Cameron Slater: This is my ANZAC Day trib­ute post­ing. ANZAC Day means a great deal for me and my fam­ily. I sup­pose it is because we have a con­nec­tion to the orig­i­nal ANZACS in 1915 and Gal­lipoli and to a vet­eran of a war much fresher in our minds, Viet Nam.

 

Media watch – Tuesday

25 April 2017

MediaWatch

Media Watch is a focus on New Zealand media, blogs and social media. You can post any items of interested related to media.

A primary aim here is to hold media to account in the political arena. A credible and questioning media is an essential part of a healthy democracy.

A general guideline – post opinion on or excerpts from and links to blog posts or comments of interest, whether they are praise, criticism, pointing out issues or sharing useful information.

As usual avoid anything that could cause any legal issues such as potential defamation or breaching suppression orders. Also remember that keeping things civil, legal and factual is more credible and effective.

Media watch – Monday

24 April 2017

MediaWatch

Media Watch is a focus on New Zealand media, blogs and social media. You can post any items of interested related to media.

A primary aim here is to hold media to account in the political arena. A credible and questioning media is an essential part of a healthy democracy.

A general guideline – post opinion on or excerpts from and links to blog posts or comments of interest, whether they are praise, criticism, pointing out issues or sharing useful information.

As usual avoid anything that could cause any legal issues such as potential defamation or breaching suppression orders. Also remember that keeping things civil, legal and factual is more credible and effective.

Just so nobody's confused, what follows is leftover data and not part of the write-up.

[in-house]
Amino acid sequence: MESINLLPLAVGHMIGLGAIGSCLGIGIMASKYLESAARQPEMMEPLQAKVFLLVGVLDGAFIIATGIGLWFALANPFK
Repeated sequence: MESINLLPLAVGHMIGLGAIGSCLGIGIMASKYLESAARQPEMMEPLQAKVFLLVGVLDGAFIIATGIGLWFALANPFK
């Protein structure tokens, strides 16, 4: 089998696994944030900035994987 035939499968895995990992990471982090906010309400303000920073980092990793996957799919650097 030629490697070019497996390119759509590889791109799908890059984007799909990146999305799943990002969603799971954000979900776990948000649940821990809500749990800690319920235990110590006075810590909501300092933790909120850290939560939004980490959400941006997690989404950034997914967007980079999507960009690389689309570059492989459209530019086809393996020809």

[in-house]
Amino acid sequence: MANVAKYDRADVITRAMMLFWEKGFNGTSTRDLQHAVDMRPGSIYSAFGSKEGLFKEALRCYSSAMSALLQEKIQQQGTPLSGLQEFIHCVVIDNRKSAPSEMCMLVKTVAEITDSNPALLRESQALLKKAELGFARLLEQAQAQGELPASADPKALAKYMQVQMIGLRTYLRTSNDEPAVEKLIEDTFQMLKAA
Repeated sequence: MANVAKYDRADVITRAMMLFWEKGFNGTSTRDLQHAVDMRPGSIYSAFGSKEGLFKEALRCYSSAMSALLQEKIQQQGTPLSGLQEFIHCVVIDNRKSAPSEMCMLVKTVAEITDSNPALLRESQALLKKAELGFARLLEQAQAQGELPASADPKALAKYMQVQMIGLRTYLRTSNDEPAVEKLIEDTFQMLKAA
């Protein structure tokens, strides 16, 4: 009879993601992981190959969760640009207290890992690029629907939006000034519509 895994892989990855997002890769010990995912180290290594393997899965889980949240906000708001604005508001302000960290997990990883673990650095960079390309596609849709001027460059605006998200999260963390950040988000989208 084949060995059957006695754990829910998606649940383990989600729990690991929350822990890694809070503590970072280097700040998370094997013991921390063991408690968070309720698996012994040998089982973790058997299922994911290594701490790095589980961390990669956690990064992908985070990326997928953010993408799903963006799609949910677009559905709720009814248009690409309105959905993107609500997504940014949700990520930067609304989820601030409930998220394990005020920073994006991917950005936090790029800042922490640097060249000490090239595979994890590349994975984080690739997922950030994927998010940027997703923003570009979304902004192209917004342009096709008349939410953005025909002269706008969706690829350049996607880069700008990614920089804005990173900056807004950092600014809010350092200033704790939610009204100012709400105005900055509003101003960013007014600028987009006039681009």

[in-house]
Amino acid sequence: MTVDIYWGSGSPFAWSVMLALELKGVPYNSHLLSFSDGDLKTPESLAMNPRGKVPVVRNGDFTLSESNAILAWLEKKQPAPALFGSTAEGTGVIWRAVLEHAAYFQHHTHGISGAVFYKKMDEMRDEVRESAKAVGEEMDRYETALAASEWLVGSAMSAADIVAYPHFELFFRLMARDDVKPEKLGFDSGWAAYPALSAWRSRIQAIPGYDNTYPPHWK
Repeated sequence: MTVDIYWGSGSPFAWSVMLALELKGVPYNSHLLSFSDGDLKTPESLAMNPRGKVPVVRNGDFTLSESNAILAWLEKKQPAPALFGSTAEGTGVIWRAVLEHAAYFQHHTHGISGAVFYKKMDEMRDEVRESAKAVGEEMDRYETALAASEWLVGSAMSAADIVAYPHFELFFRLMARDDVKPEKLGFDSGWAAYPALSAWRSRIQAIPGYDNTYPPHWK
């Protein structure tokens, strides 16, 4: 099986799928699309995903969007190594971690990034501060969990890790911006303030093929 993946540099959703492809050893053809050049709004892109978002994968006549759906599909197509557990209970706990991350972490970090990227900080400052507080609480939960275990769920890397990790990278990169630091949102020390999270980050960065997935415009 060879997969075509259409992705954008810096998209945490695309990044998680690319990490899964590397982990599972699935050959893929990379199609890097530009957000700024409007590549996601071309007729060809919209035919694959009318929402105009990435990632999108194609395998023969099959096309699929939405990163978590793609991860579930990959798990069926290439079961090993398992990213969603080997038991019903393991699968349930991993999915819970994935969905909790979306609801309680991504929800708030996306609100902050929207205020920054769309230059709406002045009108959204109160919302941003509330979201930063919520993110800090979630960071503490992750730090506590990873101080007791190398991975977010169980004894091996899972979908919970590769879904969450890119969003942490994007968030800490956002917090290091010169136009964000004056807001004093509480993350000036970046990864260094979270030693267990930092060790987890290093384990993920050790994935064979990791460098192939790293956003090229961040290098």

Media watch – Saturday

22 April 2017

MediaWatch

Media Watch is a focus on New Zealand media, blogs and social media. You can post any items of interested related to media.

A primary aim here is to hold media to account in the political arena. A credible and questioning media is an essential part of a healthy democracy.

A general guideline – post opinion on or excerpts from and links to blog posts or comments of interest, whether they are praise, criticism, pointing out issues or sharing useful information.

As usual avoid anything that could cause any legal issues such as potential defamation or breaching suppression orders. Also remember that keeping things civil, legal and factual is more credible and effective.

Media watch – Friday

21 April 2017

MediaWatch

Media Watch is a focus on New Zealand media, blogs and social media. You can post any items of interested related to media.

A primary aim here is to hold media to account in the political arena. A credible and questioning media is an essential part of a healthy democracy.

A general guideline – post opinion on or excerpts from and links to blog posts or comments of interest, whether they are praise, criticism, pointing out issues or sharing useful information.

As usual avoid anything that could cause any legal issues such as potential defamation or breaching suppression orders. Also remember that keeping things civil, legal and factual is more credible and effective.

“This place is brutal”

It may not be easy to notice amongst this clutter…

WhaleOilBrutal

…but Whale Oil has a not very welcoming (a brutal) warning to anyone wanting to participate:

There are some rules, and if there is one thing about Whaleoil that you need to know is that these rules are dispassionately and strictly enforced.  (No really.  Just the tiniest of slip ups and you’re toast.  This place is brutal. No sense of humour what-so-ever. You’ve been warned.)

No laughing allowed.

Since you’re here … we’ve got a favour to ask. Advertising revenues across media are falling fast. And unlike other news organisations, we haven’t put up a paywall – we want to keep our work available to everyone. Please Click Here Now to subscribe to an ad-free Whaleoil. Your contribution helps us survive in a hostile market.

A brutal blog whaling about a hostile market.

Can anyone who subscribes give me a screen shot of an add-free version of this page?

Subscribers have been warned that they get no favours, brutality applies to them in equal measures.